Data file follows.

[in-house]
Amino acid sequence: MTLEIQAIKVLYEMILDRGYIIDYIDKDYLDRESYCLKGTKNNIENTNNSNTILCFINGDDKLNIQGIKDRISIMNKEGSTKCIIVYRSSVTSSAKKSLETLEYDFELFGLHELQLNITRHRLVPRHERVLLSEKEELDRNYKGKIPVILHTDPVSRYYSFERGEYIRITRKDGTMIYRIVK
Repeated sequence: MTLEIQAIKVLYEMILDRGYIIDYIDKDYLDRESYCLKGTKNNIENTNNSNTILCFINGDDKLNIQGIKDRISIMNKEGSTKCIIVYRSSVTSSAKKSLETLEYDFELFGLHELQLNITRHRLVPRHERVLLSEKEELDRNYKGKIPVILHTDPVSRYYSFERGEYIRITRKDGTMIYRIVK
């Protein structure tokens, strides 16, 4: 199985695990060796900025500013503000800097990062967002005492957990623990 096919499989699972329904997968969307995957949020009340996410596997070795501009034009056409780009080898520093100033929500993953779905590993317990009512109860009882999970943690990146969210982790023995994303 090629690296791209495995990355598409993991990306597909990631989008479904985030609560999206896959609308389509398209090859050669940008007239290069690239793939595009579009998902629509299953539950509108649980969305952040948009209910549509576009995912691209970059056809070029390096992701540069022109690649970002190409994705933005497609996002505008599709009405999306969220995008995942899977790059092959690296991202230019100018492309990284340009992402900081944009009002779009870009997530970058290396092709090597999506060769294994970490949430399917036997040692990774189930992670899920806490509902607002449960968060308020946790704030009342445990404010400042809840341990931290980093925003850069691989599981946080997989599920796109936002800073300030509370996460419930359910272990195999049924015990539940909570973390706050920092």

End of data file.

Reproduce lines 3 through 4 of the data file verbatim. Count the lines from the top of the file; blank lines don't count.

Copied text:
Repeated sequence: MTLEIQAIKVLYEMILDRGYIIDYIDKDYLDRESYCLKGTKNNIENTNNSNTILCFINGDDKLNIQGIKDRISIMNKEGSTKCIIVYRSSVTSSAKKSLETLEYDFELFGLHELQLNITRHRLVPRHERVLLSEKEELDRNYKGKIPVILHTDPVSRYYSFERGEYIRITRKDGTMIYRIVK
């Protein structure tokens, strides 16, 4: 199985695990060796900025500013503000800097990062967002005492957990623990 096919499989699972329904997968969307995957949020009340996410596997070795501009034009056409780009080898520093100033929500993953779905590993317990009512109860009882999970943690990146969210982790023995994303 090629690296791209495995990355598409993991990306597909990631989008479904985030609560999206896959609308389509398209090859050669940008007239290069690239793939595009579009998902629509299953539950509108649980969305952040948009209910549509576009995912691209970059056809070029390096992701540069022109690649970002190409994705933005497609996002505008599709009405999306969220995008995942899977790059092959690296991202230019100018492309990284340009992402900081944009009002779009870009997530970058290396092709090597999506060769294994970490949430399917036997040692990774189930992670899920806490509902607002449960968060308020946790704030009342445990404010400042809840341990931290980093925003850069691989599981946080997989599920796109936002800073300030509370996460419930359910272990195999049924015990539940909570973390706050920092």